At first I was planning to use a Lapis lazuli bead as Earth, but when I saw the Jasper bead that I used I couldn't resist it because of it's strong resemblance to our home planet, even when it is artificially coloured (which normally puts me off).

Step 2: Straighten Up and File Right

If your wire needs straightening, the easiest way to accomplish this is to take a piece of cloth and hold the wire between your thumb and index finger, first move the cloth up the wire while applying pressure with your thumb to one side of the wire, repeat this but now apply pressure to the other side of the wire, keep on doing this until the wire is straight enough (if you want a more visual explanation of this technique, you can find instructional video's on the internet, this is how I first learned of this.)

Next, file down the end of the wire with the use of a diamond file so it won't have any sharp edges.

Step 3: Time to Bend the Fabric of Space

Take your round nose pliers and grab the end of your wire (the end that you have just filed down) and gently start bending it, roll it around the tip of the nose of the pliers until a small spiral appears.

You can hold the wire either with your free hand or your other pliers while bending.

Step 4: Hammer Time!

Lay the silver wire spiral on the anvil, grab your hammer and gently start hammering, proceed until it's flattened to your liking.

The next step is optional; take out your butane torch and anneal the flattened spiral for a very short time, it may lose some of its shape but you can easily bend it back into shape afterwards, after you have reshaped it, flatten it again.

Why bother with annealing? It makes the metal more workable and the end result seems to be more sturdy in my opinion.

If you don't like the scorched appearance of the silver now is the time to polish and buff it, I did not because I like the sort of 'raw' blackened look that it has now.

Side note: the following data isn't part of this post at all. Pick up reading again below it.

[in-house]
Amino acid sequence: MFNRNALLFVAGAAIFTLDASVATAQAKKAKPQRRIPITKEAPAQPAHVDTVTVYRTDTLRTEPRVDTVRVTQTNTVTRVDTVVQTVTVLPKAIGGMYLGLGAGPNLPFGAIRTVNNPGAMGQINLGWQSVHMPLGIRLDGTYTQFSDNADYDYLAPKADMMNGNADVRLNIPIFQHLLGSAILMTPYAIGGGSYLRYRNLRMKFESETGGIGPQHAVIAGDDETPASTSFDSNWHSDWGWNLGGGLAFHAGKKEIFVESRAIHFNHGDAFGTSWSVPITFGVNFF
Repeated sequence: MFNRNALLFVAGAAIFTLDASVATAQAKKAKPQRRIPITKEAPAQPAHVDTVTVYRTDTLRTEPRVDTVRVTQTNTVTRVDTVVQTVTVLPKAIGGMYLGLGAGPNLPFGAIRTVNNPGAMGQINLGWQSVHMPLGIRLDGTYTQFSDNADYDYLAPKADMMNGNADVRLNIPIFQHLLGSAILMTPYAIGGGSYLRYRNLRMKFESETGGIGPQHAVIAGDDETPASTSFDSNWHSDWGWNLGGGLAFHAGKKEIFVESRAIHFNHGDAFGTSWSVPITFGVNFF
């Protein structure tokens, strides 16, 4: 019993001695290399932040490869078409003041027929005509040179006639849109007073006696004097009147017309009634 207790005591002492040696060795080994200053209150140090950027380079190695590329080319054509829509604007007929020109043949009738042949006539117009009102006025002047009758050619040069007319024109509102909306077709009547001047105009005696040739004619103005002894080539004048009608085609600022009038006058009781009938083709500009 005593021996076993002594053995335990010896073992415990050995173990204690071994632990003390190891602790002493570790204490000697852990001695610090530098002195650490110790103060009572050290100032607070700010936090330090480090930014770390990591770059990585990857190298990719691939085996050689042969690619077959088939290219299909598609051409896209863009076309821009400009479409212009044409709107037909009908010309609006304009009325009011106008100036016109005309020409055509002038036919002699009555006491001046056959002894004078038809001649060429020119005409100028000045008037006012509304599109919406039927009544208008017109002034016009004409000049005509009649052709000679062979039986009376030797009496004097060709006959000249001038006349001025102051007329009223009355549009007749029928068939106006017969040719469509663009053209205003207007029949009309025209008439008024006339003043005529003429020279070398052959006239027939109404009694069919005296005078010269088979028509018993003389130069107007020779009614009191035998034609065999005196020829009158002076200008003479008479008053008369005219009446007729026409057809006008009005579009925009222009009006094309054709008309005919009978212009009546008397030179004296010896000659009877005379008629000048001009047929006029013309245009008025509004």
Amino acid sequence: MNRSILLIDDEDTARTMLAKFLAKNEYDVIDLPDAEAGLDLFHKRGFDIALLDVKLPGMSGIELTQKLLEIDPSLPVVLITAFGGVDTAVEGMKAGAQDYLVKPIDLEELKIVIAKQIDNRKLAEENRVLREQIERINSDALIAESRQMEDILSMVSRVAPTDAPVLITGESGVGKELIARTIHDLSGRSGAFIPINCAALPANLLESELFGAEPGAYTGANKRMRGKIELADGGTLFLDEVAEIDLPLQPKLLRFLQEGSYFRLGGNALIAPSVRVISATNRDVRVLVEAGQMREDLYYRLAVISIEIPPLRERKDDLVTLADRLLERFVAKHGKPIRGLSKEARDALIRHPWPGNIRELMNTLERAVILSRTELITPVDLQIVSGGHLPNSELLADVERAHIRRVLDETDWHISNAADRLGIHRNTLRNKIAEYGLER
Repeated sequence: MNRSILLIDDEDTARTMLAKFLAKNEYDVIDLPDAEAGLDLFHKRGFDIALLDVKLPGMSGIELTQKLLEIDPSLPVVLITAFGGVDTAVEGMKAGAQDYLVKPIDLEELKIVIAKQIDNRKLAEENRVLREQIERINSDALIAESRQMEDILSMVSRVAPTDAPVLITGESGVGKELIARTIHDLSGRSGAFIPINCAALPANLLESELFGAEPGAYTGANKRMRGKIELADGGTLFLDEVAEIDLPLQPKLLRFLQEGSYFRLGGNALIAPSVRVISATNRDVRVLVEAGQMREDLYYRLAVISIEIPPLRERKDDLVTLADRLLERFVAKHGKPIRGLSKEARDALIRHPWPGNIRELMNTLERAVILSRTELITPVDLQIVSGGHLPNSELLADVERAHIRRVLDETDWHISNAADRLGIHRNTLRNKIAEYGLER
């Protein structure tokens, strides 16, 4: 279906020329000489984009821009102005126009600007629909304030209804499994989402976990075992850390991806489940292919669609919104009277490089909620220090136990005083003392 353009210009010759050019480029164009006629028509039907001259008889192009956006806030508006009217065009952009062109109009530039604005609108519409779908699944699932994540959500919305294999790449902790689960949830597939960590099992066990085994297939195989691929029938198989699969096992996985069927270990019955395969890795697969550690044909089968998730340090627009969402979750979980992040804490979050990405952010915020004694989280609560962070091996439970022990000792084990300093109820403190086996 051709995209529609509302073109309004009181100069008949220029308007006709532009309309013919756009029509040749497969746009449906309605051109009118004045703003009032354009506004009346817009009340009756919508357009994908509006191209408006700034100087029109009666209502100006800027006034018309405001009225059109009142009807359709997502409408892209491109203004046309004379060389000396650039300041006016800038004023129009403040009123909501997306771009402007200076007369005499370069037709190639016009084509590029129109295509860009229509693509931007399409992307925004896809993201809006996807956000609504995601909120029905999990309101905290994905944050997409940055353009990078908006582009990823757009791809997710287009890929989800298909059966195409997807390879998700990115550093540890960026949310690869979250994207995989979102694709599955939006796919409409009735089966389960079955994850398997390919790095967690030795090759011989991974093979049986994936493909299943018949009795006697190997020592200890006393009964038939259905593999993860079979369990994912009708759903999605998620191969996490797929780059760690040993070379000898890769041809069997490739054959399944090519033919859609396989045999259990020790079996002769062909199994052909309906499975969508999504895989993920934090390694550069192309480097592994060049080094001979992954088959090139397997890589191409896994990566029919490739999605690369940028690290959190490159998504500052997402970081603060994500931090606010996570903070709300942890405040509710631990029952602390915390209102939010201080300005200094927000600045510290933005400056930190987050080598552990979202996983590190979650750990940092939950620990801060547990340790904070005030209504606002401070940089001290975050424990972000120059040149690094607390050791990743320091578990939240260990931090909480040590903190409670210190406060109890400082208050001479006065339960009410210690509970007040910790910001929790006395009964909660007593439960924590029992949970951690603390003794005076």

The last picture in the row shows the spiral after it's been treated with the butane torch and bent and hammered back into shape

Step 5: Here Comes the Sun...

Now take the first bead, the Sun! (Goldstone) and put it on the wire.

Lay the wire on the anvil and gently start hammering the wire directly behind the sun bead, flatten the wire so that the bead will stay into place.

When you do this, be careful not to hit the beads because you might damage or even break them (see footnote for the tale on how I shattered Venus but redeemed myself in the end and made everything right again lol).

Step 6: Mercury Rising

Add the second bead; Mercury, repeat the process of the last step.

Step 7: Birth of a Solar System

Now add the other beads and repeat the flattening process after each bead you place on the wire, when you are confused about the order in which you should place the beads you can use the following mnemonic : "my very excellent mother just served us nachos", or if you're a bit of a stubborn nut, like me ;) and you want to include Pluto; "my very excellent mother just served us nine pizzas".

Step 8: The Shape of Things to Come